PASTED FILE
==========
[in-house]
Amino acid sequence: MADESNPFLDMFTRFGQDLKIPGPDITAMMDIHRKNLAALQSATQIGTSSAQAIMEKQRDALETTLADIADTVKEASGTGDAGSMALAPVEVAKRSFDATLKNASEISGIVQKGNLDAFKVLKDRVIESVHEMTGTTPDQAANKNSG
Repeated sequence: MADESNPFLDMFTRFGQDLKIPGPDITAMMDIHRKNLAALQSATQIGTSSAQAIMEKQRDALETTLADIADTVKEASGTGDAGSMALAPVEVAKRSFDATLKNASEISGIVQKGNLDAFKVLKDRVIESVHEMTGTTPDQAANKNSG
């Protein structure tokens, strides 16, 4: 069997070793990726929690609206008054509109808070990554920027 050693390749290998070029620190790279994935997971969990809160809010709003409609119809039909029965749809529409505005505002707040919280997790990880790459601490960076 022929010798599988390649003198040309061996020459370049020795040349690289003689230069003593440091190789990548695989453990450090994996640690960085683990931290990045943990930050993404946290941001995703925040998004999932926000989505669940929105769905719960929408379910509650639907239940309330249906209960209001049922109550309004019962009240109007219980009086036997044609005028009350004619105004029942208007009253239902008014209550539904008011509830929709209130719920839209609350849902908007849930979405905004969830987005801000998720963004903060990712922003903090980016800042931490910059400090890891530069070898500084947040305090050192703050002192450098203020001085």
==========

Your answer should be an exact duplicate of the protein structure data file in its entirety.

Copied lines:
[in-house]
Amino acid sequence: MADESNPFLDMFTRFGQDLKIPGPDITAMMDIHRKNLAALQSATQIGTSSAQAIMEKQRDALETTLADIADTVKEASGTGDAGSMALAPVEVAKRSFDATLKNASEISGIVQKGNLDAFKVLKDRVIESVHEMTGTTPDQAANKNSG
Repeated sequence: MADESNPFLDMFTRFGQDLKIPGPDITAMMDIHRKNLAALQSATQIGTSSAQAIMEKQRDALETTLADIADTVKEASGTGDAGSMALAPVEVAKRSFDATLKNASEISGIVQKGNLDAFKVLKDRVIESVHEMTGTTPDQAANKNSG
């Protein structure tokens, strides 16, 4: 069997070793990726929690609206008054509109808070990554920027 050693390749290998070029620190790279994935997971969990809160809010709003409609119809039909029965749809529409505005505002707040919280997790990880790459601490960076 022929010798599988390649003198040309061996020459370049020795040349690289003689230069003593440091190789990548695989453990450090994996640690960085683990931290990045943990930050993404946290941001995703925040998004999932926000989505669940929105769905719960929408379910509650639907239940309330249906209960209001049922109550309004019962009240109007219980009086036997044609005028009350004619105004029942208007009253239902008014209550539904008011509830929709209130719920839209609350849902908007849930979405905004969830987005801000998720963004903060990712922003903090980016800042931490910059400090890891530069070898500084947040305090050192703050002192450098203020001085």